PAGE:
Our analysis of EU Member States’ National Energy and Climate Plans reveals lack of recognition towards local action

The draft versions of EU Member States’ National Energy and Climate Plans (NECPs) were to be submitted by the end of 2018. Yesterday, 18 June, the European Commission submitted a review of the plans. EU officials expressed their concern about the plans failing to reach their targets and provided advice on how to fill in the gap to ensure meeting the objectives of the Paris Agreement.

In particular, Member States’ effort in the sector of energy efficiency is highly criticized, as plans in their current states would fail to reach their target by more than 6%. Member States now have until the end of 2019 to take the Commission’s recommendations into account in the final versions of their plans.

Commission’s recommendations to Member States: Where are the local governments?

It appears from an early analysis of the Commission’s recommendations that there is very low local-targeted advice to Member States.

Despite being raised in several “factsheets” (documents that intend to summarise the specificities of each Member States and prepare recommendations), the absence of involvement is not translated into any official – nor binding – recommendations to Member States. It appears that the European Commission, albeit having identified the issue, did not make multi-level cooperation a priority for the amendment of the draft NECPs.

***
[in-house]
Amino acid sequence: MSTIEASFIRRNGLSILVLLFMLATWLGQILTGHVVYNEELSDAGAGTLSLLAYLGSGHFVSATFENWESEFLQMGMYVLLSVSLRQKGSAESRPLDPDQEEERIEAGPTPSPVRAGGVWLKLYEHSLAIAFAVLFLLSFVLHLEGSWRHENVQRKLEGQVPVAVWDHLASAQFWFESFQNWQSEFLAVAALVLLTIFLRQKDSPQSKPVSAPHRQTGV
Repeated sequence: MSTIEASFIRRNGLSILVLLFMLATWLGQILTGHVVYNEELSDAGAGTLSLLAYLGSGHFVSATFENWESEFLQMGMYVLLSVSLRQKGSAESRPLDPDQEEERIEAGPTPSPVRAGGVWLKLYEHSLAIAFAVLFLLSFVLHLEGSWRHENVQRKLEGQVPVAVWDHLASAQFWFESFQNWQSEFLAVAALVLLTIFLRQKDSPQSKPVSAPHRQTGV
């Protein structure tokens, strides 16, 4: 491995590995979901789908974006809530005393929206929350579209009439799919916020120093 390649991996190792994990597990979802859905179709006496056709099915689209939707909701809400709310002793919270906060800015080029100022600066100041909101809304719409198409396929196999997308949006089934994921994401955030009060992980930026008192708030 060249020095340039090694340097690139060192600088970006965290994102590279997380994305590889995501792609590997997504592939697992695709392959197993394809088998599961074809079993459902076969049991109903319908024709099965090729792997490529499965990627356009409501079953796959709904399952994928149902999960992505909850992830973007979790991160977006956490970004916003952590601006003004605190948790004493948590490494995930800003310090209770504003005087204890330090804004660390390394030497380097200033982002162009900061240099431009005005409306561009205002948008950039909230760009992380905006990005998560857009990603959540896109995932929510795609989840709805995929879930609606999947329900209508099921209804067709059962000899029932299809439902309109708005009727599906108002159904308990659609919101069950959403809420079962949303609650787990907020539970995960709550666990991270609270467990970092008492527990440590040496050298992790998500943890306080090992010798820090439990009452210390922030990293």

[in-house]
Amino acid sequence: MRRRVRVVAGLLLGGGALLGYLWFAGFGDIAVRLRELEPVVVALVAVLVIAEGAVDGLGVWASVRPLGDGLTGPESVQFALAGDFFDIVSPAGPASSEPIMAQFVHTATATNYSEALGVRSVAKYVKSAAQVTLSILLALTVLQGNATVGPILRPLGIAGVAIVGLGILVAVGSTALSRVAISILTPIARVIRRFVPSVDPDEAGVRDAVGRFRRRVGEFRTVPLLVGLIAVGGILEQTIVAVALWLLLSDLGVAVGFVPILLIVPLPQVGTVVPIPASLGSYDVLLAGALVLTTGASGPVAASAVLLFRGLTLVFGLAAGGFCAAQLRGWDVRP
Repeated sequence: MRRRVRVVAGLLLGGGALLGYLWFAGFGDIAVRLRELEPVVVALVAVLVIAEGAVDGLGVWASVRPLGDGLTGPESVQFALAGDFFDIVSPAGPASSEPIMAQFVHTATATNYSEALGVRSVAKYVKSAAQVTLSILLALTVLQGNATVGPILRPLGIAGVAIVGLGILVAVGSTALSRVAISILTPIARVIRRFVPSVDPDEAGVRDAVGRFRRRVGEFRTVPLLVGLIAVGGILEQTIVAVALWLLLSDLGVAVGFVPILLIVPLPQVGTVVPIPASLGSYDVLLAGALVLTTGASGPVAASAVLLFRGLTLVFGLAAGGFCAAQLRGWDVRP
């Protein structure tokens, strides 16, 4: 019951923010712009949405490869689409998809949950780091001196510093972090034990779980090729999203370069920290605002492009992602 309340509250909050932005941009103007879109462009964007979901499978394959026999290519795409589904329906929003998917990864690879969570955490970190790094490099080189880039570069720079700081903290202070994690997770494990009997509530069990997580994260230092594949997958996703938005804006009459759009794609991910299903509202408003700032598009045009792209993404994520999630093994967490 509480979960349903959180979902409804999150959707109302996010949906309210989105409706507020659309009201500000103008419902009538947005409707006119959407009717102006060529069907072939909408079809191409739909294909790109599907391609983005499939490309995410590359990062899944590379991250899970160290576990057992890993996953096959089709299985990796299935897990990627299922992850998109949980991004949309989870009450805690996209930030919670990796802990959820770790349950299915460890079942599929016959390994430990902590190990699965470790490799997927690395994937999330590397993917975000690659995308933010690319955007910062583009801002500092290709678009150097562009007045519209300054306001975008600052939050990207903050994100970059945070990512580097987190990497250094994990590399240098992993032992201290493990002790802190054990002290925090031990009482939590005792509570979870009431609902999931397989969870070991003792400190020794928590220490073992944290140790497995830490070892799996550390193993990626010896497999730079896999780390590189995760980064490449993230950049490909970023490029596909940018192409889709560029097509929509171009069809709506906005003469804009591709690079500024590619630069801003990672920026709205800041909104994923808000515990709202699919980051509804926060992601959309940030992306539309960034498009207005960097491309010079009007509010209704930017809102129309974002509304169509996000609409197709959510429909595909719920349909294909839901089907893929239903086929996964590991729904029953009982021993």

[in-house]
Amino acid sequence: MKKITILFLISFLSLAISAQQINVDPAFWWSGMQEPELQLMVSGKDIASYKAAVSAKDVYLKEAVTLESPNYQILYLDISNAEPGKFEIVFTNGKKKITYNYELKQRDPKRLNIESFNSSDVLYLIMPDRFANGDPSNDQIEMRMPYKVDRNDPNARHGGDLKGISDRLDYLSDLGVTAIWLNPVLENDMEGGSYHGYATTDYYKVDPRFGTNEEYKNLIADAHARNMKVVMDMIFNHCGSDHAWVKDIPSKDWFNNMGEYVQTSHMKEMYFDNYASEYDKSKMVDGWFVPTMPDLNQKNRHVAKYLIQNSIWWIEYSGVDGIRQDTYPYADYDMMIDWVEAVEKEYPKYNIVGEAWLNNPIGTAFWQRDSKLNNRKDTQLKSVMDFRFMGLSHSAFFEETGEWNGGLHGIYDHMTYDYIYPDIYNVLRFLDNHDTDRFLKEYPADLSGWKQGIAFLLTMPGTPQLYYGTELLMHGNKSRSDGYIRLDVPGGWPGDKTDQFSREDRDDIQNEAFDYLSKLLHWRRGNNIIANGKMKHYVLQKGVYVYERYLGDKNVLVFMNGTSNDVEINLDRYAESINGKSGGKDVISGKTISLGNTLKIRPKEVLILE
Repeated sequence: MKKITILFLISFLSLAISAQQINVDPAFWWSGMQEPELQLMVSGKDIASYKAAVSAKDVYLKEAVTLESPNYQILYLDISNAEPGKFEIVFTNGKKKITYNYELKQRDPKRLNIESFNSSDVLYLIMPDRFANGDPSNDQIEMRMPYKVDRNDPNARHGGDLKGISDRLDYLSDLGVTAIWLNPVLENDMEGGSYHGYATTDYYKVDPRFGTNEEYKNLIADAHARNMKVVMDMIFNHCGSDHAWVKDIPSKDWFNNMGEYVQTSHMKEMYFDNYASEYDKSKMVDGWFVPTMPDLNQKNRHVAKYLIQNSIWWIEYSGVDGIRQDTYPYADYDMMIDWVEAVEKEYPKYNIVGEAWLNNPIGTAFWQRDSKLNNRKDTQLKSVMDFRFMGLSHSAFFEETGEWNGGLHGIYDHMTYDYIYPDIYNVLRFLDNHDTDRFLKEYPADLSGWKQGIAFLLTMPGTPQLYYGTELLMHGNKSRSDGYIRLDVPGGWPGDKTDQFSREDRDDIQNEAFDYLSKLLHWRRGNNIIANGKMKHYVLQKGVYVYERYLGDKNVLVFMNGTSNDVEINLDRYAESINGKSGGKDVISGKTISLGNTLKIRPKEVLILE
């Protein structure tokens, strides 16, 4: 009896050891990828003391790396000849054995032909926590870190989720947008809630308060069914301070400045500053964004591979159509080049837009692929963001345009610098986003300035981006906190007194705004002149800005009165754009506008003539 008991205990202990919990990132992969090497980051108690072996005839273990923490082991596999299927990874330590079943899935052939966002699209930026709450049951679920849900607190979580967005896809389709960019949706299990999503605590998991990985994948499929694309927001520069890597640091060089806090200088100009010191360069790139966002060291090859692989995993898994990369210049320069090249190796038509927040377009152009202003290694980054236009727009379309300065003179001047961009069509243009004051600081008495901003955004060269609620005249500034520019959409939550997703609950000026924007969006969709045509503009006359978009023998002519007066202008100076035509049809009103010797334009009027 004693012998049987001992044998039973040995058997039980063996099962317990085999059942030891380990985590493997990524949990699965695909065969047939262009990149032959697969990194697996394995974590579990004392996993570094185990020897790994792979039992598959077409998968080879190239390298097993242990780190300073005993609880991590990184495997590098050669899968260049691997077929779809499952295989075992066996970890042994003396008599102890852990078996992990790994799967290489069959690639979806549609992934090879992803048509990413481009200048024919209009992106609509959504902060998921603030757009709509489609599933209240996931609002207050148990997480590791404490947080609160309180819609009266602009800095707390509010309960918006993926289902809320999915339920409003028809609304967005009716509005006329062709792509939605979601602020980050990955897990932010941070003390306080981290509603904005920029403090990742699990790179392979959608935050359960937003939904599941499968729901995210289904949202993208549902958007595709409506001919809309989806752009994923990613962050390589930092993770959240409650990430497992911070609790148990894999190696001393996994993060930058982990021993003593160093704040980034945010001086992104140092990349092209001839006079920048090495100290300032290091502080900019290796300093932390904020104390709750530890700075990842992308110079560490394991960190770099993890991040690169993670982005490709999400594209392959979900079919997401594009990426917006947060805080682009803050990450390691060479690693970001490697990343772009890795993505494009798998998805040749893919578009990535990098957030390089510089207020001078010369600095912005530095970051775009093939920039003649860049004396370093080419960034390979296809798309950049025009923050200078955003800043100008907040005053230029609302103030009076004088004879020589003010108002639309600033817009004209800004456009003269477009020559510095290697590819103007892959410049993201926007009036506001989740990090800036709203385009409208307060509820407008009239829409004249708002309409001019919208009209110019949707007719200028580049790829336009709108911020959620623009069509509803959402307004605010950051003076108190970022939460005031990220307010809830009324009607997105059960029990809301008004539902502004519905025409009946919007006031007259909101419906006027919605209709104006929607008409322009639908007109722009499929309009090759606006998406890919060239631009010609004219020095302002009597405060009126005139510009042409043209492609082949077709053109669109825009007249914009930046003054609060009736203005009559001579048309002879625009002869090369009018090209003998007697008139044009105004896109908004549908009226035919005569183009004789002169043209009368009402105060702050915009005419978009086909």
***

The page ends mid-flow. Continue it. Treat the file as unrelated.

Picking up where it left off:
Member States fail to acknowledge city action and multi-level cooperation in their NECPs

We know that cities’ actions are essential to achieve the Paris Agreement’s targets by 2050. Responsible for 80% of energy use and CO2-emissions, local governments are taking action to reduce their energy use and impact on the environment. In 2018, the signatory cities of the European Covenant of Mayors had reached 23% CO2-emission reduction.

Our analysis shows that there is a clear lack of recognition towards cities’ actions from Member States, with only 5 national plans explicitly highlighting cities’ actions. Only 5 of the NECPs analysed were drafted with direct involvement of local authorities.

Our recommendations on how to better integrate local authorities

Notably drawing inspiration from other Member States’ good practices, we recommend Member States to:

  • Create specific consultations processes for local authorities.
  • Integrate local authorities’ climate and energy good practices in the National Strategy by referencing outstanding actions in the NECPs and planning on replicating them.
  • Get inspired from Member States that are already promoting the scaling-up of their cities’ actions.
  • Focus on involving cities in “low-emission mobility”, “energy efficiency” and “local energy communities” promotion strategies.

Background information – National Energy and Climate Plans

Under the Energy Union and climate governance rules, entered into force end of 2018, all Member States of the European Union are required to develop integrated National Energy and Climate Plans (NECPs) that cover the five dimensions of the Energy Union. These plans are meant to cover the period between 2021 and 2030, and are to be renewed for every subsequent ten-year period.

These are key instruments that will be used, not only as a means of communication with the European Institutions, but also as an integrated instrument meant to promote multiple dimensions of the climate transition in all EU Member-States, including local and regional level action.

Using the format of multilevel dialogues, the Members States were required to establish consultations with the general public, but also advised to directly consult representatives of local authorities prior to the drafting of their NECPs. Such consultations were not only meant to enable local authorities to express themselves on national measures, but also to support Member States in integrating actions and strategies undertaken by local authorities, such as in the Covenant of Mayors, into the NECPs.